How Can I Stay Motivated in My Job Search After 50?

How Can I Stay Motivated in My Job Search After 50? was originally published on Ivy Exec.

We already know that it's more difficult to say motivated in your career after 50, and there's intriguing research that proves it. 

We already know that it’s more difficult to say motivated in your career after 50, and there’s intriguing research that proves it. 

When you reach your mid-thirties, you’ll likely see a decline in your motivation to get promoted or take on more responsibilities at work. Often, this shift happens when family responsibilities supersede work ambition. 

Moreover, people are statistically the least happy around 46 because they have many responsibilities and limited freedom. This is called the U-bend of life, with happiness peaks at 18 and 82. 

“When you start out in life, you are fresh and excited about the future with few responsibilities, so you tend to be happier. And for different reasons, you will also tend to be happier at an older age: you are wiser, have a sense of accomplishment, and care less about pleasing people,” said Kristi Hedges for Forbes.

So, perhaps it’s no surprise that it can be difficult for workers over 50 to stay motivated during a job search. Some have many pressures at home, from raising children or caring for aging parents or spouses. Others are no longer as ambitious as they once were since they’ve “been there, done that” with almost everything in the world of work.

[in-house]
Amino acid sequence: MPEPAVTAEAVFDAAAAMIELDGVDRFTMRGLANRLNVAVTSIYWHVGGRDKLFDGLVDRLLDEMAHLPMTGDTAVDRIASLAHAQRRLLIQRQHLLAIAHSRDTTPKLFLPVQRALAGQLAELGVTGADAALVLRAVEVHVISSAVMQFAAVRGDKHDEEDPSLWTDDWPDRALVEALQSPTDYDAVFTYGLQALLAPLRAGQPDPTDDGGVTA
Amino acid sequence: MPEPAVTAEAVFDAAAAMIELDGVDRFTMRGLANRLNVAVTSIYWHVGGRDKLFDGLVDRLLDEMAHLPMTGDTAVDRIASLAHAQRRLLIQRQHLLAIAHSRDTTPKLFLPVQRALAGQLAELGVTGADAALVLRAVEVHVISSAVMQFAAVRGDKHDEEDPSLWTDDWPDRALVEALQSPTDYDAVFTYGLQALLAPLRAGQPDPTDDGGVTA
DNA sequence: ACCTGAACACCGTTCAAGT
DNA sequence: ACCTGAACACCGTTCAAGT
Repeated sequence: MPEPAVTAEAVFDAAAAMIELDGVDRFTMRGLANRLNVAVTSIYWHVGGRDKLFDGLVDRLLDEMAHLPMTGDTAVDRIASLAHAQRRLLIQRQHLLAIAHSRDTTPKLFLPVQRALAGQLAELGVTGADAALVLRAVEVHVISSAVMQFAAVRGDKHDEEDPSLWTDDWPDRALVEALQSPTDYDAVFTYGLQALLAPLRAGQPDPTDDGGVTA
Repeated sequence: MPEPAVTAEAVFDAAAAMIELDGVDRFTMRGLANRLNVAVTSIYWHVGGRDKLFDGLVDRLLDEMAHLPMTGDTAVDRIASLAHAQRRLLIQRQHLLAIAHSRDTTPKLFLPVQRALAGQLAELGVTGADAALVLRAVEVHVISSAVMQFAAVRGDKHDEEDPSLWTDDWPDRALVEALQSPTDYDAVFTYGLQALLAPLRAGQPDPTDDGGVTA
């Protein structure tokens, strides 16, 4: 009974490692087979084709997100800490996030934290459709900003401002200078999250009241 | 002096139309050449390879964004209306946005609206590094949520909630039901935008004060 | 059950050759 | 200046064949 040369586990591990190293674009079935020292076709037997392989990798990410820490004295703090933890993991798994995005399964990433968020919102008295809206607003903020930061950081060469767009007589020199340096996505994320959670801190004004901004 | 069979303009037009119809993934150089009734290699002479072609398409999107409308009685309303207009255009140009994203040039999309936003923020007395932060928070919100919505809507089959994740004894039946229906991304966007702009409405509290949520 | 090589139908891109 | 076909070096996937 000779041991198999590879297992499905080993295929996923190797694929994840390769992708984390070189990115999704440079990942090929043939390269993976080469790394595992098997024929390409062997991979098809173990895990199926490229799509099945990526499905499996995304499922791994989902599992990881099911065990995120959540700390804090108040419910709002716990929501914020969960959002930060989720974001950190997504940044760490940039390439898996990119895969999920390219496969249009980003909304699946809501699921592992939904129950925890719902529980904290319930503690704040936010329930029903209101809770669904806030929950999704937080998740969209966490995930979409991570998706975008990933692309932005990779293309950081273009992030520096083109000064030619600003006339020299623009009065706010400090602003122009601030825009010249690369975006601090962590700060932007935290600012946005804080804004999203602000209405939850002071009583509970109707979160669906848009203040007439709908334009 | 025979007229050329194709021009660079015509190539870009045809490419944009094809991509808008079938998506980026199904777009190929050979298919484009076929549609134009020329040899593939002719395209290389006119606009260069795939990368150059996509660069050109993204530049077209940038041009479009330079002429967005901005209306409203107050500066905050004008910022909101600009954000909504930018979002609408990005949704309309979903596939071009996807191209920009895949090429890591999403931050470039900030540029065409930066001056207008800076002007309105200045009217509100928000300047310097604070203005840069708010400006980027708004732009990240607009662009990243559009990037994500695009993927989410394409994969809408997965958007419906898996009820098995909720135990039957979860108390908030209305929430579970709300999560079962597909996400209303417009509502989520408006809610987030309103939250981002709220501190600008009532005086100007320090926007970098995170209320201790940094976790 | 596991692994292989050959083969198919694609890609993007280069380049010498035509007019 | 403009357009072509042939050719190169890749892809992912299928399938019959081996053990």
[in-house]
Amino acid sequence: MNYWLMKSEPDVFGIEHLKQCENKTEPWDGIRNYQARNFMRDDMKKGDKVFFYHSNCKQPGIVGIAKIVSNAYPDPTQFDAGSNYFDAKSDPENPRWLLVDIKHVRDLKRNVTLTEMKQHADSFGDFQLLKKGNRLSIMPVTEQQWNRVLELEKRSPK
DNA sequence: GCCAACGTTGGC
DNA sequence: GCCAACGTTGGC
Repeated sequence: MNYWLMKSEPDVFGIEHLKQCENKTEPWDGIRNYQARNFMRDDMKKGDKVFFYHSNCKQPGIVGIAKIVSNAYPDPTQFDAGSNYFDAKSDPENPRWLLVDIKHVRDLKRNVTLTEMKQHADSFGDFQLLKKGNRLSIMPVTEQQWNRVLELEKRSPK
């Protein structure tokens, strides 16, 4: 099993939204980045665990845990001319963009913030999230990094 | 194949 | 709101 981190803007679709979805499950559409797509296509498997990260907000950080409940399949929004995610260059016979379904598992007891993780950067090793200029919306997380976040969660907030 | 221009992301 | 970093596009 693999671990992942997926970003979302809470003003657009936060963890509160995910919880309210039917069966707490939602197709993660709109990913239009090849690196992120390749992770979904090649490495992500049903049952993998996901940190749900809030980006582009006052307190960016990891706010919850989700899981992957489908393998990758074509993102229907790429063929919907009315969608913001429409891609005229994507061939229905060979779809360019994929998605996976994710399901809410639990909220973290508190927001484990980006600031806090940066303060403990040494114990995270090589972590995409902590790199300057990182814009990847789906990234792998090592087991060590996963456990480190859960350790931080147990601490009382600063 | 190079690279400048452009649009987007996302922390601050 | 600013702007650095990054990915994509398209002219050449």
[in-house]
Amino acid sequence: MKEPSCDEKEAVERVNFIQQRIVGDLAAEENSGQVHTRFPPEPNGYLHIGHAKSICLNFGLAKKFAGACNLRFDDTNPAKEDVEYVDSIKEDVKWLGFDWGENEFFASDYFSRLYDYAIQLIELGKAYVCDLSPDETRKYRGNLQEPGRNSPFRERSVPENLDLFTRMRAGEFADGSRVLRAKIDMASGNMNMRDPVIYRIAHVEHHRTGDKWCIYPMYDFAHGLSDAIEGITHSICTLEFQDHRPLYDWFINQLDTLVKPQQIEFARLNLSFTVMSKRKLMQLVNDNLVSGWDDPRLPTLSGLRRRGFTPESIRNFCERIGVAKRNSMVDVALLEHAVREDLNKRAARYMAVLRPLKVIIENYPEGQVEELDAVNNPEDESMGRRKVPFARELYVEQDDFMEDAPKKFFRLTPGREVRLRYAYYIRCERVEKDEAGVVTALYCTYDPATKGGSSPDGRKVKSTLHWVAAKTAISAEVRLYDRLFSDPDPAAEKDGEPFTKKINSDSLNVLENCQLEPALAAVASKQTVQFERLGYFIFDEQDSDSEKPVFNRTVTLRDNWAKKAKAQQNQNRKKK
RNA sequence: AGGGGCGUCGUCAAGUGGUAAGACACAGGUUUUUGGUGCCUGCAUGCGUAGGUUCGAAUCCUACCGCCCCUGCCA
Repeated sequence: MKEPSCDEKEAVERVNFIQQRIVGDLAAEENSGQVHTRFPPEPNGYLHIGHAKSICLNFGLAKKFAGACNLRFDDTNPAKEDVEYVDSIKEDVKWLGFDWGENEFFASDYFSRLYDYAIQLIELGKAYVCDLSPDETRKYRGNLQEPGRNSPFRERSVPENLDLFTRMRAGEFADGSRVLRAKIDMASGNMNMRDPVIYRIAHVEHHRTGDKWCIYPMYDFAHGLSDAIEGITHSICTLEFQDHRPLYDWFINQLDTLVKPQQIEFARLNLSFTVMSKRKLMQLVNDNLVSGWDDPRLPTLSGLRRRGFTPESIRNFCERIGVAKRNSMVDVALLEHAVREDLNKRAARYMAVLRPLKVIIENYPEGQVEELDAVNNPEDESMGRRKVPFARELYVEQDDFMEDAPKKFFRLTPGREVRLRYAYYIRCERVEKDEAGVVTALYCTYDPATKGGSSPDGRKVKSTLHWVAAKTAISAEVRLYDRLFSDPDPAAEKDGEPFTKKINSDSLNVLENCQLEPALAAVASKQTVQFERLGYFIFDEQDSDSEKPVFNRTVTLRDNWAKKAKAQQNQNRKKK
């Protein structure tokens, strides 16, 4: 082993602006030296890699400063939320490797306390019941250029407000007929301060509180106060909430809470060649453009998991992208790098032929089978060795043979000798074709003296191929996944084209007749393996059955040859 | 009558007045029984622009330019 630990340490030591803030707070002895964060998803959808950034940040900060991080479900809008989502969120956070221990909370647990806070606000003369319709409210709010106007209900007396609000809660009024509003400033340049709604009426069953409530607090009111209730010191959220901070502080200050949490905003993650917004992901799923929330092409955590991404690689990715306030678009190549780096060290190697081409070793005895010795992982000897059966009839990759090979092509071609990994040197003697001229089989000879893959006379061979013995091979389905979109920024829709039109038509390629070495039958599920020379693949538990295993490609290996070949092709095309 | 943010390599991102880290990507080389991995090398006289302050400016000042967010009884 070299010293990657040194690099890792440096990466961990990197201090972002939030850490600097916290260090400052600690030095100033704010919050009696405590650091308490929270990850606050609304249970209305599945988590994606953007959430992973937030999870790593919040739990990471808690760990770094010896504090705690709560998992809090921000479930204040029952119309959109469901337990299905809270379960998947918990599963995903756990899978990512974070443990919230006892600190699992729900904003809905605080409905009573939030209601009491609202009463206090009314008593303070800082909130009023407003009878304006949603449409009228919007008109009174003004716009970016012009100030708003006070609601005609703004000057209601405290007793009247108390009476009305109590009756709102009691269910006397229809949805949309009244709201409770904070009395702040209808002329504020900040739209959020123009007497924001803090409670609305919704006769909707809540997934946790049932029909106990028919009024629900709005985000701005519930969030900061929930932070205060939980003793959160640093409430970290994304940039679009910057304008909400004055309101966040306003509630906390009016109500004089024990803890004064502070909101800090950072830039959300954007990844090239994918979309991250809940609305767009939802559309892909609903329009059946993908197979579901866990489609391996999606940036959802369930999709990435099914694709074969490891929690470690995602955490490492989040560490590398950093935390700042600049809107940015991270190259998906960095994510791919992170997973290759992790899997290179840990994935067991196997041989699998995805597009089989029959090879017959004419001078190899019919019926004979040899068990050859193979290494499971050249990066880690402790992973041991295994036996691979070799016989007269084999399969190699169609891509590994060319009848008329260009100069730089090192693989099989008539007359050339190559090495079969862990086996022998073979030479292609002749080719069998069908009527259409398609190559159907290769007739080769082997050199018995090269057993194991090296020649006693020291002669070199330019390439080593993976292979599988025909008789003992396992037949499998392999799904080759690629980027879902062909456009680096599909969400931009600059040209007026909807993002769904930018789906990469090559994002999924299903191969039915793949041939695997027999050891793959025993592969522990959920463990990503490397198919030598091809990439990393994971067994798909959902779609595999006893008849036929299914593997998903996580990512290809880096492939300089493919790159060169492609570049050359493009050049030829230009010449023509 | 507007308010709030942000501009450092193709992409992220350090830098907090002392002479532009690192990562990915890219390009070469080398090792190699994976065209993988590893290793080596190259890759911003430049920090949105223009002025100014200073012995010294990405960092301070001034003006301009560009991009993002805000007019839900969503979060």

At the same time, older workers may, sadly, face age discrimination during the hiring process, which extends the time it takes for them to find employment. 

“People age 45 and older who are mid-career make up a consistently high percentage of those experiencing long-term unemployment over the past six years in some countries… In Canada and the U.S., [workers in this category are unemployed] an average of 27 weeks—almost seven months. Older job seekers are also more likely to be unemployed for longer than a year (63 percent versus 36 percent of those ages 18 to 34),” SHRM. 

If you’re an older worker that’s burnt out from looking for a new position, use these tips to stay motivated during your job search.

Set goals and a schedule for your job search.

If you’re already unmotivated in your search, you may be making it worse by staying in your pajamas all day and procrastinating on networking and applications. 

Instead, creating concrete goals that you can achieve daily and weekly is a smart idea. Specific goals are much more motivating – and achievable – than vague or general ones. 

“Abstract ambitions—such as “doing your best”—are usually much less effective than something concrete, such as bringing in 10 new customers a month or walking 10,000 steps a day. As a first general rule, then, any objectives you set for yourself or agree to should be specific,” says Ayelet Fishbach. 

Collect feedback from your interviews.

If you’ve had many job interviews but haven’t landed a position, it’s easy to think that companies just don’t like you or something similarly self-defeating. But did you ever think that you might not be highlighting the right experience or need a skill level-up?

Discovering qualifications that you might be missing gives you something active to work on in your job search, rather than just wallowing in self-pity.